ASP.NET MVC is great, but unfortunately its default templating system is not so great. For example, the following is very common:
    <div><%= name %></div>
    The contents of the name variable might be coming from the database, and when the contents were inserted into the db the original content may have come from a form input, i.e. input from the user. So the contents of name cannot be trusted (no, the request validation cannot catch everything).
    The official way to do things like this is to always use Html.Encode(name) but I think that's just plain wrong. Why to default NOT to encode? I'd say that it's an exception, not a rule, to want input like that not being encoded.
    Luckily there exists a great alternative to the default templating system. The alternative is called Spark. In Spark it's possible to set AutomaticEncoding to true, after which normal ${name} is automatically encoded, and if the developer specifically wants to not encode the output, it's as simple as this: !{name}.
    I like ASP.NET MVC quite a lot, but you developers should focus on safe default work flow. No wonder the net is full of sites vulnerable to XSS when framework defaults are usually unsafe.

  13. Avatar for Rob
    Rob February 7th, 2009

    Whoever you were quoting, was obviously not talking about the literal control (and probably should have specified), but some of the web controls DO encode.
    Dim gv As New GridView
    Dim lst() As String = {"[insert javascript alert here]", "test"}
    gv.DataSource = lst

  14. Avatar for haacked
    haacked February 8th, 2009

    @Rob true, some of them do. But my point is that it's not automatic. Some that you might expect to encode, don't. See the link to Damien Guard's post I linked to for other examples.

  15. Avatar for barryd
    barryd February 8th, 2009

    Assuming I can get the a tag right this time Sascha Faust has a good list of what properties get encoded or not in webforms controls.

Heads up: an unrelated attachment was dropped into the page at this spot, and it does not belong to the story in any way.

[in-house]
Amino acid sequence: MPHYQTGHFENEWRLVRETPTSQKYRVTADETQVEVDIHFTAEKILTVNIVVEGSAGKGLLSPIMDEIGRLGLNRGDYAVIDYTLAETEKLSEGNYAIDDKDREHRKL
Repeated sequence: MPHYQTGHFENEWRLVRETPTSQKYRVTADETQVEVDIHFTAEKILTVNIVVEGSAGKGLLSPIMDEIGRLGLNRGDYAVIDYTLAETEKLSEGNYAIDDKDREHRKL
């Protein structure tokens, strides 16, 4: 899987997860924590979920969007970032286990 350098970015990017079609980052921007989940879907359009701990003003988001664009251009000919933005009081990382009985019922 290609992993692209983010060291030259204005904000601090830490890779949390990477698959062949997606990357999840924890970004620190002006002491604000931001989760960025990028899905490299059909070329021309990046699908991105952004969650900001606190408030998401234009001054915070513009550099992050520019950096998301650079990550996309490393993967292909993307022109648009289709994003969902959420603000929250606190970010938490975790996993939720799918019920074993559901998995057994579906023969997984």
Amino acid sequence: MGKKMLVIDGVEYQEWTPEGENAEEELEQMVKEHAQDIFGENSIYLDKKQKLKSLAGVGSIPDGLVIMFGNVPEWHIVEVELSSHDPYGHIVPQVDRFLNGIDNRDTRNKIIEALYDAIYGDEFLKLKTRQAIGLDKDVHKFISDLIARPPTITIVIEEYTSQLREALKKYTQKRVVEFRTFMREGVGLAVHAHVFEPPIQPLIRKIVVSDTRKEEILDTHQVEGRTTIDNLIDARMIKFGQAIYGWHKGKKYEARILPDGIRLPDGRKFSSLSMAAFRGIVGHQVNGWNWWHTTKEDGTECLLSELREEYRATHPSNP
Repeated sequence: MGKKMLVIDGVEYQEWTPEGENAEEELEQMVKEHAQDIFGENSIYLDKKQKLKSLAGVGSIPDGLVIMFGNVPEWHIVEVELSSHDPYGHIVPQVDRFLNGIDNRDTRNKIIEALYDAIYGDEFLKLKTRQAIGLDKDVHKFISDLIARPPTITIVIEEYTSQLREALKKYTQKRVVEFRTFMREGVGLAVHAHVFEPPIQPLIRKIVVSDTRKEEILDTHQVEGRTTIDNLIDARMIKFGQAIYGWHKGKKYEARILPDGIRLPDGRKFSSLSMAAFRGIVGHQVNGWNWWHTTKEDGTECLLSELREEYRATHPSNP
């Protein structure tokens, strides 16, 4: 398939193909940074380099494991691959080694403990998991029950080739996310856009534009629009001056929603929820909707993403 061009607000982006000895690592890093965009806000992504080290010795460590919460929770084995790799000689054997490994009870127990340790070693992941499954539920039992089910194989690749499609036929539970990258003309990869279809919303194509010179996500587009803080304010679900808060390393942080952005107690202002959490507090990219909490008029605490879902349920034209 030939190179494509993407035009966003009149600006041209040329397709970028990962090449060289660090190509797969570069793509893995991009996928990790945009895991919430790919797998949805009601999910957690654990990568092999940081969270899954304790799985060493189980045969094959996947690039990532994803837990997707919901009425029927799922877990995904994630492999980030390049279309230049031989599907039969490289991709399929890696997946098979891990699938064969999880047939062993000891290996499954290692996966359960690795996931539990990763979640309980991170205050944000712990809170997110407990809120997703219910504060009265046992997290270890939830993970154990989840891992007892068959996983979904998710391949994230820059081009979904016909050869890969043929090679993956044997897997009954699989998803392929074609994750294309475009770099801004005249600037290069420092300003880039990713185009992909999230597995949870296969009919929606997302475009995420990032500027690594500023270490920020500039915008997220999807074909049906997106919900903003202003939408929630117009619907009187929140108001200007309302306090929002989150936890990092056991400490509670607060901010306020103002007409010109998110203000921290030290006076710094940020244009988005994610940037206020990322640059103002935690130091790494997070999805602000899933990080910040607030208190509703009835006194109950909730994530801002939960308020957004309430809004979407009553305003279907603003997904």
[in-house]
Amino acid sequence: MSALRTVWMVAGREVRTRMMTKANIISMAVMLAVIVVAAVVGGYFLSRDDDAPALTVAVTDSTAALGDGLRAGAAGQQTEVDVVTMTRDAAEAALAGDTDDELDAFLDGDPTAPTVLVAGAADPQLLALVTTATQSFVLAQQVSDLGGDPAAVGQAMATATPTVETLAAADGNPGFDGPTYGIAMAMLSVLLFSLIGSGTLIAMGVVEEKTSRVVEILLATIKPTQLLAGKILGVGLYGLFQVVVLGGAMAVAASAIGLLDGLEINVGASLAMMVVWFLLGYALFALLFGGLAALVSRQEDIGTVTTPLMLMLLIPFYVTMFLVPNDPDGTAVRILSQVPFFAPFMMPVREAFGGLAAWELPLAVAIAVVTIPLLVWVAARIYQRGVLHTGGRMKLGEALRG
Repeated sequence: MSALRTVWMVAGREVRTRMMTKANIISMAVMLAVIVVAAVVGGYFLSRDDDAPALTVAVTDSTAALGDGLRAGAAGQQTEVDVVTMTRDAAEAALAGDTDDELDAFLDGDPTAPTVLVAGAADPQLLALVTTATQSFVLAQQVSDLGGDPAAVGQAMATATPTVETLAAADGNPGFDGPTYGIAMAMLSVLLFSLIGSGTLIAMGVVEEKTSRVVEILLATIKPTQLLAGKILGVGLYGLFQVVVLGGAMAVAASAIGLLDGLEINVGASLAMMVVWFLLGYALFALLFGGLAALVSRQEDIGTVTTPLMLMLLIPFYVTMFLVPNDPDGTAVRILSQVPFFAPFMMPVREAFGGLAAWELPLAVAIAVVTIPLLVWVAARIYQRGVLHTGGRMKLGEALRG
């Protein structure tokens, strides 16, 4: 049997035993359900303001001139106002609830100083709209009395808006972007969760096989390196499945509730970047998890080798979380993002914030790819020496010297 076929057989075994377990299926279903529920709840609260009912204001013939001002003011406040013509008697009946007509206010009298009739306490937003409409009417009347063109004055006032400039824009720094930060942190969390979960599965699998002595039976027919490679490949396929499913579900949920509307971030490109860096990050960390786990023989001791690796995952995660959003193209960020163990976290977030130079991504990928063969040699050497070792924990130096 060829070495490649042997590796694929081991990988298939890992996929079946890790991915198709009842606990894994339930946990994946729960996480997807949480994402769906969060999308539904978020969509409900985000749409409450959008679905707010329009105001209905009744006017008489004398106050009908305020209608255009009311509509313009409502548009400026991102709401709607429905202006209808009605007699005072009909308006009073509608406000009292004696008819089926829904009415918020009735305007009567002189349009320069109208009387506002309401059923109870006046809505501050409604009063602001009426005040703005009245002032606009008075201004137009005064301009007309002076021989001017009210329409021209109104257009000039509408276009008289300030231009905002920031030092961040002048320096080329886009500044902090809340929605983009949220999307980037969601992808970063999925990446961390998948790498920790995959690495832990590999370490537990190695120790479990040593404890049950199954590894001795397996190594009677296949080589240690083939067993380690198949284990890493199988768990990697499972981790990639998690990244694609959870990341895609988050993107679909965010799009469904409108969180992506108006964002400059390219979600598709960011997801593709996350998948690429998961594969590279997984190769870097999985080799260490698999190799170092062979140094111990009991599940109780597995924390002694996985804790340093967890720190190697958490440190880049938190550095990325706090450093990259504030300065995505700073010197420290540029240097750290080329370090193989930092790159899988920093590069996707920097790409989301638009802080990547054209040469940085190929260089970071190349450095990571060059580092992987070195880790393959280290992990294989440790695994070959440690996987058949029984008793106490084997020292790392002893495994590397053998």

16. Avatar for Coder
    Coder February 8th, 2009

    I like that you have to turn off request validation. At least it makes you think about output encoding.

  17. Avatar for benb
    benb February 8th, 2009

    Phil, thank you for the update, as I thought this may have been an issue with the following type of url: http://localhost:2368/search/%22tomato%20paste%22
    However, it seems this is a shortcoming of the MVC handling as there is no way to override the error which ultimately fails because it is trying to map the "tomato paste" to a physical file.
    [ArgumentException: Illegal characters in path.]
    System.IO.Path.CheckInvalidPathChars(String path) +7491909
    System.IO.Path.Combine(String path1, String path2) +40
    System.Web.Configuration.UserMapPath.GetPhysicalPathForPath(String path, VirtualDirectoryMapping mapping) +114
    This has been submitted for months as an issue on codeplex - is there a plan to fix this, as certainly it should be acceptable to have input that is not a valid Windows file name?
    Thank you for any input you can give, as this makes some scenerios not workable. Including some put up by ScottGu for search.

  18. Avatar for Lee Timmins
    Lee Timmins February 8th, 2009

    Here's a run down of asp.net web forms encoding:
    Also i believe it would be great if there was a setting to automatically encode. Therefore <%= would encode automatically but to allow html you would put <%!= (or something similar). While it would not solve every problem it would certainly help those that are unaware of a potential vulnerability or forget to encode to their data.

  19. Avatar for Filini
    Filini February 8th, 2009

    Starting from Steve's question, I think there are two very different scenarios for letting the user input some markup:
    1. The user wants to format what he's writing. I would solve this problem avoiding HTML at all, and using an alternate markup (BBCode, or else)
    2. The user wants to show some Code, specifically, HTML or Javascript. This is the scenario that should be deeply covered in guidelines and patterns.

  20. Avatar for Keen
    Keen February 9th, 2009

    I agree with you. Actually security issues should be let to be handled by developers not by the language itself. I agree too

  21. Avatar for Jessica
    Jessica February 12th, 2009

    I think it's just a matter of developers getting their act together. Too many developers write sloppy code that doesn't check for error conditions, or do input validation.
    Letting the framework play it safe for you just encourages more sloppy coding in my opinion.

  22. Avatar for shree
    shree June 1st, 2011

    CAT.NET no longer available for VS2010..The Released Beta was also revoked and never came back...what you suggest???